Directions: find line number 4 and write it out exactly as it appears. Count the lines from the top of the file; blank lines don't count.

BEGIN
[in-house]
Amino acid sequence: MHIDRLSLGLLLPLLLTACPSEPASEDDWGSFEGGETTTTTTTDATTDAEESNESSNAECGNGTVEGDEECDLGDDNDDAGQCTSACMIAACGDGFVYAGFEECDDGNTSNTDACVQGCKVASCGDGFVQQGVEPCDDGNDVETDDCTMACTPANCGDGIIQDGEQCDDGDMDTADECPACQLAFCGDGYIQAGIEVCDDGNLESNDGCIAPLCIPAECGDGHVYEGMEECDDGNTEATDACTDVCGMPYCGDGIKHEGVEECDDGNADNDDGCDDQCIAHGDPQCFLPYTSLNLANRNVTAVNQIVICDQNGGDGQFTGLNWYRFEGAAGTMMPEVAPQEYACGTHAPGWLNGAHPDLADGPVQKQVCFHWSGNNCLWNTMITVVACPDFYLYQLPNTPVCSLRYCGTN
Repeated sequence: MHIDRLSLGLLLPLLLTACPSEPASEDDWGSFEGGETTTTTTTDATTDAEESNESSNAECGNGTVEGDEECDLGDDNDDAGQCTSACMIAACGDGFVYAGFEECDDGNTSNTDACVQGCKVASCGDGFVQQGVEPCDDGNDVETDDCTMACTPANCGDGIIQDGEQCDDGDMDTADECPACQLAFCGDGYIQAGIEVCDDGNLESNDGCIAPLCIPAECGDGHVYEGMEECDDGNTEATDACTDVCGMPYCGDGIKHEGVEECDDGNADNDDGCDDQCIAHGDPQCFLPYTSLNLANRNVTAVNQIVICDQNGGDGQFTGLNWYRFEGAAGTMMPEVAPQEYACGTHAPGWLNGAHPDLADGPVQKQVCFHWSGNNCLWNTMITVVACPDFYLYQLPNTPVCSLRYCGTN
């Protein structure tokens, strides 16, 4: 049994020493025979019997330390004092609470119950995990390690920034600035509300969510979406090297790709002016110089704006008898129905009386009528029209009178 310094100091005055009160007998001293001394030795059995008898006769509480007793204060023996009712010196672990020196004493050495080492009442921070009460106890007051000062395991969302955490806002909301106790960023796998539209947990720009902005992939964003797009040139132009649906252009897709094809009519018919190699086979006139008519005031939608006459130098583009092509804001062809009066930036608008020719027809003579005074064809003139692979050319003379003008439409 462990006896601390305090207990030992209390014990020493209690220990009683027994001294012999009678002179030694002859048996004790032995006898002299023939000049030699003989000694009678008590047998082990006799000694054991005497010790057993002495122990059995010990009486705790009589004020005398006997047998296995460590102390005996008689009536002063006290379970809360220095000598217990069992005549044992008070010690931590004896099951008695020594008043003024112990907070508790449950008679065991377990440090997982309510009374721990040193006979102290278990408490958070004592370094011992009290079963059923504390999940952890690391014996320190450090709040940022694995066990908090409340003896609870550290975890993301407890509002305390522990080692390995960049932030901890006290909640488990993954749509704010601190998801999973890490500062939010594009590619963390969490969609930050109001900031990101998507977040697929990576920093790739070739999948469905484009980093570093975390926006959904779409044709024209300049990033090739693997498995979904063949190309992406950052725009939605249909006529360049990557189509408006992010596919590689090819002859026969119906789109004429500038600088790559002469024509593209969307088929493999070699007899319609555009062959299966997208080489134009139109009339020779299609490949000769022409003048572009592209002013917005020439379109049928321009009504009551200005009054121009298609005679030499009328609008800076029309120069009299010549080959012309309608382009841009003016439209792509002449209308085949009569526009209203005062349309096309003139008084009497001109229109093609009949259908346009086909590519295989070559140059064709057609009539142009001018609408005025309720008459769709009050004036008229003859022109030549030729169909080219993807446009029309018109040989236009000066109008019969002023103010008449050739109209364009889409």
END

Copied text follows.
């Protein structure tokens, strides 16, 4: 049994020493025979019997330390004092609470119950995990390690920034600035509300969510979406090297790709002016110089704006008898129905009386009528029209009178 310094100091005055009160007998001293001394030795059995008898006769509480007793204060023996009712010196672990020196004493050495080492009442921070009460106890007051000062395991969302955490806002909301106790960023796998539209947990720009902005992939964003797009040139132009649906252009897709094809009519018919190699086979006139008519005031939608006459130098583009092509804001062809009066930036608008020719027809003579005074064809003139692979050319003379003008439409 462990006896601390305090207990030992209390014990020493209690220990009683027994001294012999009678002179030694002859048996004790032995006898002299023939000049030699003989000694009678008590047998082990006799000694054991005497010790057993002495122990059995010990009486705790009589004020005398006997047998296995460590102390005996008689009536002063006290379970809360220095000598217990069992005549044992008070010690931590004896099951008695020594008043003024112990907070508790449950008679065991377990440090997982309510009374721990040193006979102290278990408490958070004592370094011992009290079963059923504390999940952890690391014996320190450090709040940022694995066990908090409340003896609870550290975890993301407890509002305390522990080692390995960049932030901890006290909640488990993954749509704010601190998801999973890490500062939010594009590619963390969490969609930050109001900031990101998507977040697929990576920093790739070739999948469905484009980093570093975390926006959904779409044709024209300049990033090739693997498995979904063949190309992406950052725009939605249909006529360049990557189509408006992010596919590689090819002859026969119906789109004429500038600088790559002469024509593209969307088929493999070699007899319609555009062959299966997208080489134009139109009339020779299609490949000769022409003048572009592209002013917005020439379109049928321009009504009551200005009054121009298609005679030499009328609008800076029309120069009299010549080959012309309608382009841009003016439209792509002449209308085949009569526009209203005062349309096309003139008084009497001109229109093609009949259908346009086909590519295989070559140059064709057609009539142009001018609408005025309720008459769709009050004036008229003859022109030549030729169909080219993807446009029309018109040989236009000066109008019969002023103010008449050739109209364009889409």